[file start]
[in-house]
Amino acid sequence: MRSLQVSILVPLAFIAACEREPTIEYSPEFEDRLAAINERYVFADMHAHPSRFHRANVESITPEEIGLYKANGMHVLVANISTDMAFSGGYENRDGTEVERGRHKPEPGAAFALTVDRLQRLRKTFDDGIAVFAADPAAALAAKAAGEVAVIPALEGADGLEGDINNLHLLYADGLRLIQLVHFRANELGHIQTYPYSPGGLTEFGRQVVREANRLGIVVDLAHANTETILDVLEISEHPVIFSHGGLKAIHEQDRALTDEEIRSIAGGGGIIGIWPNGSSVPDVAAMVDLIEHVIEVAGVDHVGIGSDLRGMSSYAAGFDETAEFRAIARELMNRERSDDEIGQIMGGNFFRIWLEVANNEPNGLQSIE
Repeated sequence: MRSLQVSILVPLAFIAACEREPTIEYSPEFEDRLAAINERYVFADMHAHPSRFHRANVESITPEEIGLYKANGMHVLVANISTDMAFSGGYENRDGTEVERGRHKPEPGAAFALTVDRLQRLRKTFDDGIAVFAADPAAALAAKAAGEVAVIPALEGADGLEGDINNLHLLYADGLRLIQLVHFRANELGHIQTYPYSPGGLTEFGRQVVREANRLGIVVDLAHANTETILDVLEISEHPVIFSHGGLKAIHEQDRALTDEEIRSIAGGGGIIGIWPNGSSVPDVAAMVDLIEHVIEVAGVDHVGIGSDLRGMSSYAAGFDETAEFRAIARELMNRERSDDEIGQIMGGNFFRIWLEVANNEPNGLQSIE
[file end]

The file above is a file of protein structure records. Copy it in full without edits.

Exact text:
[in-house]
Amino acid sequence: MRSLQVSILVPLAFIAACEREPTIEYSPEFEDRLAAINERYVFADMHAHPSRFHRANVESITPEEIGLYKANGMHVLVANISTDMAFSGGYENRDGTEVERGRHKPEPGAAFALTVDRLQRLRKTFDDGIAVFAADPAAALAAKAAGEVAVIPALEGADGLEGDINNLHLLYADGLRLIQLVHFRANELGHIQTYPYSPGGLTEFGRQVVREANRLGIVVDLAHANTETILDVLEISEHPVIFSHGGLKAIHEQDRALTDEEIRSIAGGGGIIGIWPNGSSVPDVAAMVDLIEHVIEVAGVDHVGIGSDLRGMSSYAAGFDETAEFRAIARELMNRERSDDEIGQIMGGNFFRIWLEVANNEPNGLQSIE
Repeated sequence: MRSLQVSILVPLAFIAACEREPTIEYSPEFEDRLAAINERYVFADMHAHPSRFHRANVESITPEEIGLYKANGMHVLVANISTDMAFSGGYENRDGTEVERGRHKPEPGAAFALTVDRLQRLRKTFDDGIAVFAADPAAALAAKAAGEVAVIPALEGADGLEGDINNLHLLYADGLRLIQLVHFRANELGHIQTYPYSPGGLTEFGRQVVREANRLGIVVDLAHANTETILDVLEISEHPVIFSHGGLKAIHEQDRALTDEEIRSIAGGGGIIGIWPNGSSVPDVAAMVDLIEHVIEVAGVDHVGIGSDLRGMSSYAAGFDETAEFRAIARELMNRERSDDEIGQIMGGNFFRIWLEVANNEPNGLQSIE